I don’t have a ‘goal’ for this blog per se. Based on feedback I occasionally get from readers I am introducing anti-racist concepts and vernacular to an audience that hadn’t encountered them much before – that’s a bonus for me. I am reasonably sure I haven’t deconverted anyone to atheism… yet. While I am unashamedly putting my ideas out there for public consumption, I don’t hold any pretense of trying to change the world or start a revolution. I’m just a guy with ideas, and some people seem to find them interesting, which makes me happy.
That being said, I am not above occasionally goosing my fellow Canadians and reminding them that while things are undoubtedly bad in other countries, we have our fair share of problems here too.
Some members of Nova Scotia’s black community say they are outraged that a white person has been hired as executive director of the Africville Heritage Trust and are calling for her resignation. “I find it insulting to all black people,” said Burnley (Rocky) Jones, a local lawyer and well-known human rights activist. “Surely we, within our community, have many people fully qualified to do such a job.” (snip) The trust’s board of directors, which includes six representatives of the Africville community, recently hired Carole Nixon, a white Anglican minister, for the position.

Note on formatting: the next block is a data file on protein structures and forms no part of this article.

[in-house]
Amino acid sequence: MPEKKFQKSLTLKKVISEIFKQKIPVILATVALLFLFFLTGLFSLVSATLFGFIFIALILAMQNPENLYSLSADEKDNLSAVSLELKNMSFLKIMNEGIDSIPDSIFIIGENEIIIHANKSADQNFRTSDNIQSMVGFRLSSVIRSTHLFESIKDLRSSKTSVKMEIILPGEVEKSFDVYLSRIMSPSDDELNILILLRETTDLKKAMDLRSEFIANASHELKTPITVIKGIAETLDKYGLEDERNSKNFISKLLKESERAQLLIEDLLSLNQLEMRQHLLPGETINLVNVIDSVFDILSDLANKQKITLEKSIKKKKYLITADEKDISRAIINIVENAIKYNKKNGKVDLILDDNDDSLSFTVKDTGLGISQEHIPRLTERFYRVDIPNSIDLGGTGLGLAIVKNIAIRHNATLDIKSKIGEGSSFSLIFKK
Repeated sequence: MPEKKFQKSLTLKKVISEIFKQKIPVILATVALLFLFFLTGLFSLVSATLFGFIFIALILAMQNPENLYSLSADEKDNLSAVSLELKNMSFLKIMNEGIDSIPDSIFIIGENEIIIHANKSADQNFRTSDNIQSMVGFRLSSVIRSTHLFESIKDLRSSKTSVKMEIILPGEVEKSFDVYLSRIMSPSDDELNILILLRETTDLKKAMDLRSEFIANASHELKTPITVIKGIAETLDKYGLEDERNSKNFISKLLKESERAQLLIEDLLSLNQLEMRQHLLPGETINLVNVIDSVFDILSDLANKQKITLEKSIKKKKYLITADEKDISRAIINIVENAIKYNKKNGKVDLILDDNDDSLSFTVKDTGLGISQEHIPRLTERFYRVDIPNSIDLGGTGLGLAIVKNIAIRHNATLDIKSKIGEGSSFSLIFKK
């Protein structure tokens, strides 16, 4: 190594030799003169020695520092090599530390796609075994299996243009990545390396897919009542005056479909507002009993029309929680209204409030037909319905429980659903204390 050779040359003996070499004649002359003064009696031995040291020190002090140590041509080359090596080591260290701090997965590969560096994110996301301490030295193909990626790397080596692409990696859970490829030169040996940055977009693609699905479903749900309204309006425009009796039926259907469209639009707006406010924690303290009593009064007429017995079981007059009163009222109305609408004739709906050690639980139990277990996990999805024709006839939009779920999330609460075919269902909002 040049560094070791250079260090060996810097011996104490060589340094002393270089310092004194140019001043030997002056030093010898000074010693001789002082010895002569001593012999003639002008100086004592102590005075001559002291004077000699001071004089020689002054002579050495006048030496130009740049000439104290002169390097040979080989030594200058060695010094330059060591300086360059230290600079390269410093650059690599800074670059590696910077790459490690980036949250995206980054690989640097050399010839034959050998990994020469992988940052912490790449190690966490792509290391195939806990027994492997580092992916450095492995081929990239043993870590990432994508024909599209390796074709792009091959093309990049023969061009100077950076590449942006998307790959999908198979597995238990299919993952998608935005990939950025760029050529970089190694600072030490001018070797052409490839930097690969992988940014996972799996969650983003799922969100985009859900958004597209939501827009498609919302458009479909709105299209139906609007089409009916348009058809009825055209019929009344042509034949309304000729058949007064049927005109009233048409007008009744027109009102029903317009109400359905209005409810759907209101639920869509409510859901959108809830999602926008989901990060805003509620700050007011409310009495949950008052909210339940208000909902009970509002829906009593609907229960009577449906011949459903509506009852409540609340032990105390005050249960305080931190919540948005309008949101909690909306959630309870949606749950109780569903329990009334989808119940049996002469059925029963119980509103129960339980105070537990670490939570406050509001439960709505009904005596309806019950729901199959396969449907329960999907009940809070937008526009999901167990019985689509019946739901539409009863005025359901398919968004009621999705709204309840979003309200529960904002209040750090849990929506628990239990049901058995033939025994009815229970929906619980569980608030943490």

I’ll admit that even someone as outspoken and uncompromising as me had a really tough time coming down on one side of this issue. For those of you who weren’t here in February and aren’t familiar with Africville, I wrote about it during my Black History Month review of Canadian Black History. In brief, Africville was an area of Halifax that was systematically underserved and discriminated against by the citizenry of the city at large because it was inhabited primarily by black people. It was eventually bulldozed, leaving its residents largely homeless.
To head up the museum dedicated to the preservation and exploration of the history of this monument to Canadian exploitation and hatred of the white populace against black citizens, the selection committee chose a white woman. Obviously they made their selection based on her qualifications – Ms. Nixon has a certificate in black history from UofT (although I have no idea what that means). At the same time, she is not a member of the community and has no ties to its history. Beyond the simple poor optics of the choice, Ms. Nixon represents, to many of the community members, the same forces that were responsible for the debacle of Africville.
A frosh event at a Montreal university has come under scrutiny after students painted themselves in blackface. Students at the University of Montreal’s business school dressed up as Jamaican sprinters, with black paint covering their skin, for the event Wednesday.
Meh, so what? So a couple of frosh dressed up as Jamaican sprinters, and in order to lend their costumes a bit more realism, they ‘blacked up’ (despite the fact that there are lots of white Jamaicans). Where’s the harm, right?